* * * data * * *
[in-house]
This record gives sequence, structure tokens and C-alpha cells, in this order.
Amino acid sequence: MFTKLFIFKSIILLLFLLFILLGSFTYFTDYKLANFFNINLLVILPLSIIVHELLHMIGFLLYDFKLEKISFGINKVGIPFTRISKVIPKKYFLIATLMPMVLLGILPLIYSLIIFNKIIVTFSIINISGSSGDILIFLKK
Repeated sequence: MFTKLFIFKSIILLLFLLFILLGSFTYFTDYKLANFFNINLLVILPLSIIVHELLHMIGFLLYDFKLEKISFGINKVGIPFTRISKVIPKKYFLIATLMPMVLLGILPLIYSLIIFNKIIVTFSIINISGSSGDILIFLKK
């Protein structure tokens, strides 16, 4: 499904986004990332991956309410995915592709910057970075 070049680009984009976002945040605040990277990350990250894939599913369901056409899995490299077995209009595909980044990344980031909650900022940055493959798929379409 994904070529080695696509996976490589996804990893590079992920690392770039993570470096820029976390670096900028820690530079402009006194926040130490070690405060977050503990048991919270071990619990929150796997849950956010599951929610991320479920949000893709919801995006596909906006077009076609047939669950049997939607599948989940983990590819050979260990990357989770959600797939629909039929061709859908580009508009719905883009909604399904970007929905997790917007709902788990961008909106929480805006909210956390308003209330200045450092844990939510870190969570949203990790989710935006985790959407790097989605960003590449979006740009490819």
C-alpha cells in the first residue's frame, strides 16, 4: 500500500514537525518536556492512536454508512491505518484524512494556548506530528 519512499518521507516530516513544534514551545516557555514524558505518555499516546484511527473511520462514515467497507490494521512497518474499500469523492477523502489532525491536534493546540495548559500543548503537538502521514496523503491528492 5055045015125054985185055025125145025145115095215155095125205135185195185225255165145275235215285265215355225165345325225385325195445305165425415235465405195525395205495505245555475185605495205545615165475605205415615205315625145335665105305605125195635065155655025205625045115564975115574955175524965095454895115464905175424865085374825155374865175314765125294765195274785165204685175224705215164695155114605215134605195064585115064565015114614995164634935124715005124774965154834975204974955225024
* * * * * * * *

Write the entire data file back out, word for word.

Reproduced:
[in-house]
This record gives sequence, structure tokens and C-alpha cells, in this order.
Amino acid sequence: MFTKLFIFKSIILLLFLLFILLGSFTYFTDYKLANFFNINLLVILPLSIIVHELLHMIGFLLYDFKLEKISFGINKVGIPFTRISKVIPKKYFLIATLMPMVLLGILPLIYSLIIFNKIIVTFSIINISGSSGDILIFLKK
Repeated sequence: MFTKLFIFKSIILLLFLLFILLGSFTYFTDYKLANFFNINLLVILPLSIIVHELLHMIGFLLYDFKLEKISFGINKVGIPFTRISKVIPKKYFLIATLMPMVLLGILPLIYSLIIFNKIIVTFSIINISGSSGDILIFLKK
């Protein structure tokens, strides 16, 4: 499904986004990332991956309410995915592709910057970075 070049680009984009976002945040605040990277990350990250894939599913369901056409899995490299077995209009595909980044990344980031909650900022940055493959798929379409 994904070529080695696509996976490589996804990893590079992920690392770039993570470096820029976390670096900028820690530079402009006194926040130490070690405060977050503990048991919270071990619990929150796997849950956010599951929610991320479920949000893709919801995006596909906006077009076609047939669950049997939607599948989940983990590819050979260990990357989770959600797939629909039929061709859908580009508009719905883009909604399904970007929905997790917007709902788990961008909106929480805006909210956390308003209330200045450092844990939510870190969570949203990790989710935006985790959407790097989605960003590449979006740009490819």
C-alpha cells in the first residue's frame, strides 16, 4: 500500500514537525518536556492512536454508512491505518484524512494556548506530528 519512499518521507516530516513544534514551545516557555514524558505518555499516546484511527473511520462514515467497507490494521512497518474499500469523492477523502489532525491536534493546540495548559500543548503537538502521514496523503491528492 5055045015125054985185055025125145025145115095215155095125205135185195185225255165145275235215285265215355225165345325225385325195445305165425415235465405195525395205495505245555475185605495205545615165475605205415615205315625145335665105305605125195635065155655025205625045115564975115574955175524965095454895115464905175424865085374825155374865175314765125294765195274785165204685175224705215164695155114605215134605195064585115064565015114614995164634935124715005124774965154834975204974955225024